Company Name: SkyPop
How the OHA site classifies them: Software Company
What the OHA site says about them: Next generation services for mobile devices.
What they do: Back in college we had something called Skypop. Basically, take a 1 litre of your favourite soda (A&W Root Beer), add a half litre of vodka or rum, and then drop in two tabs of … um … stuff. I remember a friend once sat down with a Skypop and watching the Dark Crystal; before long he was screaming at the screen about his Grandpa’s moustache and â€œThe liquid pigs.â€
This is much the same effect as what one gets when visiting the website for the mobile software company SkyPop. There’s a calculatedly amateurish animation in which some dude points his apparently SkyPop-enabled watch at a jungle revealing, in turn, an ancient Mayan or Aztec temple and a bathtub. There’s also a snake. And that’s about it. I was trippin’.
Trying to find any other information about SkyPop in the intertubes is a relative exercise in futility. There’s basically nothing out there. They’re all, like, secretive and stuff. This is apparently a marketing technique.
I did discover thet the company’s CEO and co-founder, Bruce Leak, ran the engineering team that developed the original Quicktime, and also co-founded WebTV, which was purchased by Microsoft and subsequently fizzled into obscurity. It was Bruce who delivered the blurb on the OHA quotes page, which is no help in deducing just what the hell it is that his company does:
We are excited to be part of the Open Handset Alliance and the next generation of mobile devices that it will empower. Android is the first platform that enables SkyPop to fully deliver on our vision of consumer services for the future of mobile devices.
What they bring to OHA and Android:
When the Android SDK was first released Bruce and Timo Bruck, SkyPop’s CTO released a video showcasing the results of their playing around with developing for the platform. This video was among a few others available on the official Android site.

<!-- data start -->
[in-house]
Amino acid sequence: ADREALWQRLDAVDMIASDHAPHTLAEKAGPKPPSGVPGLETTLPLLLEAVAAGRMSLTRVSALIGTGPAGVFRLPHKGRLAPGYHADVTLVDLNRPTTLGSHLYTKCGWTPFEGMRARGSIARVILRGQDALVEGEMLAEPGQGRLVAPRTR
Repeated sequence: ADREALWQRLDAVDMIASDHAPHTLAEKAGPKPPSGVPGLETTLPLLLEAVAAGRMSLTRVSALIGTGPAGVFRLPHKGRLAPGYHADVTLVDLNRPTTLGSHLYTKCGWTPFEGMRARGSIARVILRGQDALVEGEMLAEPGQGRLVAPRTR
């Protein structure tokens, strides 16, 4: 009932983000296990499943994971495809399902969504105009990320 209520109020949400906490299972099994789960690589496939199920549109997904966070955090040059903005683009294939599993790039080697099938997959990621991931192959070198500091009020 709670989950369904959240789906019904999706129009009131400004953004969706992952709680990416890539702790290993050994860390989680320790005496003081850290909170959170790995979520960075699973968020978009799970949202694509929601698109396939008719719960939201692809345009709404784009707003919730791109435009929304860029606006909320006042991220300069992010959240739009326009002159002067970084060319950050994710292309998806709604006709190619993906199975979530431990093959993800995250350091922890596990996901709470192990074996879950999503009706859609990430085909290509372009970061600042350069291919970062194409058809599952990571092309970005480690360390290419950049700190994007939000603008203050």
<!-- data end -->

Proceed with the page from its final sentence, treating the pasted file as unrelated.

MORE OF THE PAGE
The first result was a Soduku app. I was underwhelmed.
As a second example Timo gave us a taste of a game he developed which integrates location awareness and social networking. He doesn’t give much in the way of details; it’s something involving friends and enemies and their locations plotted out on a Google maps interface. It leverages instant messaging. It has swooshy graphics. I continued to be underwhelmed. Knowing the physical location of your friends is, frankly, the most banal use of location aware handsets that I can imagine. They claim it’s like a Tricorder, to which I ask â€œHow?â€ Can it be used to scan the molecular composition of a rock or detect the makeup of gases in an atmosphere? No. Can it be used to analyze the damage done by a phaser blast? No. Has it ever been used as a prop in an over-hyped sixties sci-fi show? No. So, pretty much, it’s nothing like a freakin’ Tricorder at all; it’s just a lame-ass app for a mobile handset.
This might be the shortest OHA profile yet, ’cause I simply have nothing to say about these guys. There’s nothing out there. So I’m putting the call out to the troops. What is SkyPop doing for Android? Is there a reason I should be excited about these guys? If anyone has the inside scoop or an angle I haven’t considered, let me know. Shoot me an email.
Mystery is not enough. At this point, SkyPop holds the distinction of being the single least interesting OHA member. They’re even lagging behind Broadcom (ouch!).